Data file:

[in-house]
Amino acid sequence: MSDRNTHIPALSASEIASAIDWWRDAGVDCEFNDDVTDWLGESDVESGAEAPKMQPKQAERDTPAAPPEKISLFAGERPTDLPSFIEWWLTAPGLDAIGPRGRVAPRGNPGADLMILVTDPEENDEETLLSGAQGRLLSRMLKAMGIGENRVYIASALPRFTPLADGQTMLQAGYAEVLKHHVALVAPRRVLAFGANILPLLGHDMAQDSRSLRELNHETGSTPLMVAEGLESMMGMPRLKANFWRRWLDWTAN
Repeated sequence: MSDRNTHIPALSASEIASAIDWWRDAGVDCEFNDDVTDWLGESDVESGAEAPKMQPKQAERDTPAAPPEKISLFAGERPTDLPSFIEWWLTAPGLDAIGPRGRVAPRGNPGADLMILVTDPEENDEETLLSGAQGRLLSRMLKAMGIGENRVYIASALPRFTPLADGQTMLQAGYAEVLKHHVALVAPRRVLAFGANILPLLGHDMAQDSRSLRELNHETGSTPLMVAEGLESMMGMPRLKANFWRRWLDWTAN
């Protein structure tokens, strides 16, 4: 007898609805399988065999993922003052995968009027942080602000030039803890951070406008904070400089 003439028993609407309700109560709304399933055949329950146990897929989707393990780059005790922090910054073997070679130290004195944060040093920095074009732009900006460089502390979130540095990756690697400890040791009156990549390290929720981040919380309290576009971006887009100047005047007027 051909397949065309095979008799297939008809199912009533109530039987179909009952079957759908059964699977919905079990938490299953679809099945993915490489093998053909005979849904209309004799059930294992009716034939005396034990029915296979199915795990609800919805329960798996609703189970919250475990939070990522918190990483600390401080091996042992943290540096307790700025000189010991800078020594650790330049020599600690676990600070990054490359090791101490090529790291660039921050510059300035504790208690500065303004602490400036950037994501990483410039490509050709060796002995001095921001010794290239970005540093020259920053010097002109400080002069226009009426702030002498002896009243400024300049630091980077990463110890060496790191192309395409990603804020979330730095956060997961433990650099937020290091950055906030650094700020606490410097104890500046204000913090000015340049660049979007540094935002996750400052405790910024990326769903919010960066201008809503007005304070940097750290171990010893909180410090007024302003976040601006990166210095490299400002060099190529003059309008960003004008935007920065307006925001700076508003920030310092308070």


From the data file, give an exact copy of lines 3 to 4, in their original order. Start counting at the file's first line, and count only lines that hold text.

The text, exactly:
Repeated sequence: MSDRNTHIPALSASEIASAIDWWRDAGVDCEFNDDVTDWLGESDVESGAEAPKMQPKQAERDTPAAPPEKISLFAGERPTDLPSFIEWWLTAPGLDAIGPRGRVAPRGNPGADLMILVTDPEENDEETLLSGAQGRLLSRMLKAMGIGENRVYIASALPRFTPLADGQTMLQAGYAEVLKHHVALVAPRRVLAFGANILPLLGHDMAQDSRSLRELNHETGSTPLMVAEGLESMMGMPRLKANFWRRWLDWTAN
């Protein structure tokens, strides 16, 4: 007898609805399988065999993922003052995968009027942080602000030039803890951070406008904070400089 003439028993609407309700109560709304399933055949329950146990897929989707393990780059005790922090910054073997070679130290004195944060040093920095074009732009900006460089502390979130540095990756690697400890040791009156990549390290929720981040919380309290576009971006887009100047005047007027 051909397949065309095979008799297939008809199912009533109530039987179909009952079957759908059964699977919905079990938490299953679809099945993915490489093998053909005979849904209309004799059930294992009716034939005396034990029915296979199915795990609800919805329960798996609703189970919250475990939070990522918190990483600390401080091996042992943290540096307790700025000189010991800078020594650790330049020599600690676990600070990054490359090791101490090529790291660039921050510059300035504790208690500065303004602490400036950037994501990483410039490509050709060796002995001095921001010794290239970005540093020259920053010097002109400080002069226009009426702030002498002896009243400024300049630091980077990463110890060496790191192309395409990603804020979330730095956060997961433990650099937020290091950055906030650094700020606490410097104890500046204000913090000015340049660049979007540094935002996750400052405790910024990326769903919010960066201008809503007005304070940097750290171990010893909180410090007024302003976040601006990166210095490299400002060099190529003059309008960003004008935007920065307006925001700076508003920030310092308070």